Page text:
This research was conducted by Margaret Kelaher, and five others at the University of Mebourne (and elsewhere), Australia.


The arts play a central role in civic dialogue, providing space for audience members and performers to reflect on personal experiences, learn about community issues, and pursue social change. Yet, for community arts organisations facing pressure to justify their social worth, evaluating the effect of civically-minded programming has proved to be a considerable challenge. The paper shows how three community performing arts organisations in Australia effectively spur individuals to engage in conversations addressing challenges (such as socially marginalised youth or sexual abuse) that are particularly salient to their communities.

The researchers used a three-step methodology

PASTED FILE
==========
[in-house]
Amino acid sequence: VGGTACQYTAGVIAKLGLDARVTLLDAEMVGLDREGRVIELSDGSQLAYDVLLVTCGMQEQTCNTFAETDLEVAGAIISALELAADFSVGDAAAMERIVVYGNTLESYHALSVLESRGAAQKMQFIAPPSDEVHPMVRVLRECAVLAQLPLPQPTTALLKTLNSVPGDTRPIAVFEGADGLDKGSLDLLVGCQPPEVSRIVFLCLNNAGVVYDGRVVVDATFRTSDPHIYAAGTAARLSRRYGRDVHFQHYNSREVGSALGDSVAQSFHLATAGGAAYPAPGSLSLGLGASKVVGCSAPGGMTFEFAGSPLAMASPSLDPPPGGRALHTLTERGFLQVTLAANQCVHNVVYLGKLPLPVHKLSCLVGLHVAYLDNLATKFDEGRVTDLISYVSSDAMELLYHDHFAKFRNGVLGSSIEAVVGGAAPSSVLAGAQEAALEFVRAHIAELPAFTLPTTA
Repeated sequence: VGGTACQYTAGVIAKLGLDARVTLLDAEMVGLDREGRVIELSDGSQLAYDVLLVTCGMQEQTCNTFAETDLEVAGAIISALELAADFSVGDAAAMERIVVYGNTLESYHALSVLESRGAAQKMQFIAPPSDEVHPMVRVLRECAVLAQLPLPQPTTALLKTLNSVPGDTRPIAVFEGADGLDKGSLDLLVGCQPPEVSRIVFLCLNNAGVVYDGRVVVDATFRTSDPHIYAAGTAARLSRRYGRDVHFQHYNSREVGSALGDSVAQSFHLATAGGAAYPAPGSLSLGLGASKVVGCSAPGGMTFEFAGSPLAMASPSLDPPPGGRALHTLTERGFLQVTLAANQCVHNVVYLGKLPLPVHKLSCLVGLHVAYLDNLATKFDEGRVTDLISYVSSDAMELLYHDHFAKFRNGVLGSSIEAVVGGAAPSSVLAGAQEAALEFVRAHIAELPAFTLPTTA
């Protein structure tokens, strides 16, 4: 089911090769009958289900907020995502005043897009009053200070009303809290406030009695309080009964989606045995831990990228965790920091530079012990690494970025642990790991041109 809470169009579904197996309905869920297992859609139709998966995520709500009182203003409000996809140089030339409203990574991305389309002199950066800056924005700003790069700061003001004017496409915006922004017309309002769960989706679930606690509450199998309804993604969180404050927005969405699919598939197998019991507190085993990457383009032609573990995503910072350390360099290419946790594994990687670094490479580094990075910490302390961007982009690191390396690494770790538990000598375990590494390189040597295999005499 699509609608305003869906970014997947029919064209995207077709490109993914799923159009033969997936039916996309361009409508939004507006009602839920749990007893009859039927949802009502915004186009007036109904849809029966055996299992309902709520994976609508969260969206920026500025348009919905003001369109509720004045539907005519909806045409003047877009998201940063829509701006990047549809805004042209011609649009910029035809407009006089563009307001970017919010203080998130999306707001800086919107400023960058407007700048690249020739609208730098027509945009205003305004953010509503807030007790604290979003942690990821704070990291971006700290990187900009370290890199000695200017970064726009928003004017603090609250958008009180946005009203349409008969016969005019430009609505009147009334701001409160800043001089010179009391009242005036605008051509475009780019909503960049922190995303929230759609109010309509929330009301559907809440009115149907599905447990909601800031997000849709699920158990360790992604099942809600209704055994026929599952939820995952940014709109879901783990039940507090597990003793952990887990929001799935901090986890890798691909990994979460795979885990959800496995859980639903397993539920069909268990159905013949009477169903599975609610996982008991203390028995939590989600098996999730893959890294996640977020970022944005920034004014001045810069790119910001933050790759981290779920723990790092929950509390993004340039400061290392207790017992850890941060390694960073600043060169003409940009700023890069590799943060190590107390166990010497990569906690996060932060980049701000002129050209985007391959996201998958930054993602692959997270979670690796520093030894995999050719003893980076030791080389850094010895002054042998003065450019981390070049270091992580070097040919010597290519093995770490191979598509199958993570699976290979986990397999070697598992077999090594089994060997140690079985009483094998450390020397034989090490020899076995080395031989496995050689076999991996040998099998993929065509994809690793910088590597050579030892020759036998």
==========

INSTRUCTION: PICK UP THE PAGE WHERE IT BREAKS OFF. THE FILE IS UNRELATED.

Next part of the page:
They collected 1,473 survey responses from audience members to gauge their reaction to a variety of performances. The authors also surveyed partner organisations as well as performers and crew members from each arts organisation.

The three organisations demonstrably provoked community members to engage in civic dialogue about the social challenges addressed in performances

73 per cent of survey respondents said that their understanding of the issues had been affected (with 35 per cent of respondents claiming that the creative nature of the performance was the key driver of their changed perceptions). This factor was twice as important as their pre-existing motivation to address the issue. As long as the issues addressed in their performances are relevant to the community, the authors argue that local arts organisations can act to spur social change through their programming.

Adapted from a summary by Matt Nelsen that first appeared in Issue 7 of The Digest from the Cultural Policy Center at the University of Chicago

Title Evaluating community outcomes of participation in community arts: a case for civic dialogue
Author(s) Kelaher, M., Berman, N., Dunt, D., Johnson, V., Curry, S. & Joubert, L.
Publication date 2014
Source Journal of Sociology, Vol 50, Iss 2, pp 132-149
Open Access Link
Author email